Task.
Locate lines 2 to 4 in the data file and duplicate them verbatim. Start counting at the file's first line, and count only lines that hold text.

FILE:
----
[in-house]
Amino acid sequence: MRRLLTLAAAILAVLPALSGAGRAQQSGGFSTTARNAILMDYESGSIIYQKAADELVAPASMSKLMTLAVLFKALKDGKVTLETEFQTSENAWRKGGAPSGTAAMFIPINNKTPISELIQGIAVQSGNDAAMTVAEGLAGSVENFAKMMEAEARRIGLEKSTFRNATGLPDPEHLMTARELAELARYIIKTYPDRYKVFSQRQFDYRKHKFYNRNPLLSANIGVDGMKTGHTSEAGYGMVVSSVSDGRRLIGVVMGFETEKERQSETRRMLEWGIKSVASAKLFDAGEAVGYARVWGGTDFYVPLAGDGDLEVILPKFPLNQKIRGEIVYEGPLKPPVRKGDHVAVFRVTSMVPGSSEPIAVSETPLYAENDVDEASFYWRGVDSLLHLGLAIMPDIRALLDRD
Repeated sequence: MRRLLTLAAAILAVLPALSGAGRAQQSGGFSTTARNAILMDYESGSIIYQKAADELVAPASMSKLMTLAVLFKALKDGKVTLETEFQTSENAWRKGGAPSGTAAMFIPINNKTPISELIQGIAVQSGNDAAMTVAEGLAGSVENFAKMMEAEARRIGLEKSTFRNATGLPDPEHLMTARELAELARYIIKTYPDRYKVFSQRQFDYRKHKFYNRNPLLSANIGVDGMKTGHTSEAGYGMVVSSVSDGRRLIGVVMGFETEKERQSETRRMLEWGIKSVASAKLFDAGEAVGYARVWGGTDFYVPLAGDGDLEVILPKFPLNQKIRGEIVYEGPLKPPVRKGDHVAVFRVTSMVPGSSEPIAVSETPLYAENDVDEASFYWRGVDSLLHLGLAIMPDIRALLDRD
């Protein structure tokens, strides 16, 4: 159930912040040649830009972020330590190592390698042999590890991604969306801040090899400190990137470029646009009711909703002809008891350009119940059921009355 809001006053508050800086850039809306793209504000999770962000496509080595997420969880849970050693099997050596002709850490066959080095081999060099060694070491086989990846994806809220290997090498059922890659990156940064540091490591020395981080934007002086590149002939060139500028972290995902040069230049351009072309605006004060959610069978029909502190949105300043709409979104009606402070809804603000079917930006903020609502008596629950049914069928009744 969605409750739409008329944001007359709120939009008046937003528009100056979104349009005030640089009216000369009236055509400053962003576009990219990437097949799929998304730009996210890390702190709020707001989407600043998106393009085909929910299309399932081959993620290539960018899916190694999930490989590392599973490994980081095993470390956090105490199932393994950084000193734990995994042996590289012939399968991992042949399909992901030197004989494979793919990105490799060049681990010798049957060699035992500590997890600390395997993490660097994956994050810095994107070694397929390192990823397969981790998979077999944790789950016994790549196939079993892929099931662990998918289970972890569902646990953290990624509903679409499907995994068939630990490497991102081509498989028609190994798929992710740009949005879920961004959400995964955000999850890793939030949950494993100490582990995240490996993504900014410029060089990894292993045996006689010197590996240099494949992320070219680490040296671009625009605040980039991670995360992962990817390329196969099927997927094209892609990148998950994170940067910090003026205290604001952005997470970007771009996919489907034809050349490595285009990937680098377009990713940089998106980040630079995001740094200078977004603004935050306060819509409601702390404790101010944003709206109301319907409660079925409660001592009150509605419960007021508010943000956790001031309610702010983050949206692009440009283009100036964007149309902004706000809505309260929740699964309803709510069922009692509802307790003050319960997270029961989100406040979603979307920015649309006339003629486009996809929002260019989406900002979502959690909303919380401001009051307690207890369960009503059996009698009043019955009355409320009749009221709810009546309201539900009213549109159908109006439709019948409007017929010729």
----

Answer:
Amino acid sequence: MRRLLTLAAAILAVLPALSGAGRAQQSGGFSTTARNAILMDYESGSIIYQKAADELVAPASMSKLMTLAVLFKALKDGKVTLETEFQTSENAWRKGGAPSGTAAMFIPINNKTPISELIQGIAVQSGNDAAMTVAEGLAGSVENFAKMMEAEARRIGLEKSTFRNATGLPDPEHLMTARELAELARYIIKTYPDRYKVFSQRQFDYRKHKFYNRNPLLSANIGVDGMKTGHTSEAGYGMVVSSVSDGRRLIGVVMGFETEKERQSETRRMLEWGIKSVASAKLFDAGEAVGYARVWGGTDFYVPLAGDGDLEVILPKFPLNQKIRGEIVYEGPLKPPVRKGDHVAVFRVTSMVPGSSEPIAVSETPLYAENDVDEASFYWRGVDSLLHLGLAIMPDIRALLDRD
Repeated sequence: MRRLLTLAAAILAVLPALSGAGRAQQSGGFSTTARNAILMDYESGSIIYQKAADELVAPASMSKLMTLAVLFKALKDGKVTLETEFQTSENAWRKGGAPSGTAAMFIPINNKTPISELIQGIAVQSGNDAAMTVAEGLAGSVENFAKMMEAEARRIGLEKSTFRNATGLPDPEHLMTARELAELARYIIKTYPDRYKVFSQRQFDYRKHKFYNRNPLLSANIGVDGMKTGHTSEAGYGMVVSSVSDGRRLIGVVMGFETEKERQSETRRMLEWGIKSVASAKLFDAGEAVGYARVWGGTDFYVPLAGDGDLEVILPKFPLNQKIRGEIVYEGPLKPPVRKGDHVAVFRVTSMVPGSSEPIAVSETPLYAENDVDEASFYWRGVDSLLHLGLAIMPDIRALLDRD
């Protein structure tokens, strides 16, 4: 159930912040040649830009972020330590190592390698042999590890991604969306801040090899400190990137470029646009009711909703002809008891350009119940059921009355 809001006053508050800086850039809306793209504000999770962000496509080595997420969880849970050693099997050596002709850490066959080095081999060099060694070491086989990846994806809220290997090498059922890659990156940064540091490591020395981080934007002086590149002939060139500028972290995902040069230049351009072309605006004060959610069978029909502190949105300043709409979104009606402070809804603000079917930006903020609502008596629950049914069928009744 969605409750739409008329944001007359709120939009008046937003528009100056979104349009005030640089009216000369009236055509400053962003576009990219990437097949799929998304730009996210890390702190709020707001989407600043998106393009085909929910299309399932081959993620290539960018899916190694999930490989590392599973490994980081095993470390956090105490199932393994950084000193734990995994042996590289012939399968991992042949399909992901030197004989494979793919990105490799060049681990010798049957060699035992500590997890600390395997993490660097994956994050810095994107070694397929390192990823397969981790998979077999944790789950016994790549196939079993892929099931662990998918289970972890569902646990953290990624509903679409499907995994068939630990490497991102081509498989028609190994798929992710740009949005879920961004959400995964955000999850890793939030949950494993100490582990995240490996993504900014410029060089990894292993045996006689010197590996240099494949992320070219680490040296671009625009605040980039991670995360992962990817390329196969099927997927094209892609990148998950994170940067910090003026205290604001952005997470970007771009996919489907034809050349490595285009990937680098377009990713940089998106980040630079995001740094200078977004603004935050306060819509409601702390404790101010944003709206109301319907409660079925409660001592009150509605419960007021508010943000956790001031309610702010983050949206692009440009283009100036964007149309902004706000809505309260929740699964309803709510069922009692509802307790003050319960997270029961989100406040979603979307920015649309006339003629486009996809929002260019989406900002979502959690909303919380401001009051307690207890369960009503059996009698009043019955009355409320009749009221709810009546309201539900009213549109159908109006439709019948409007017929010729």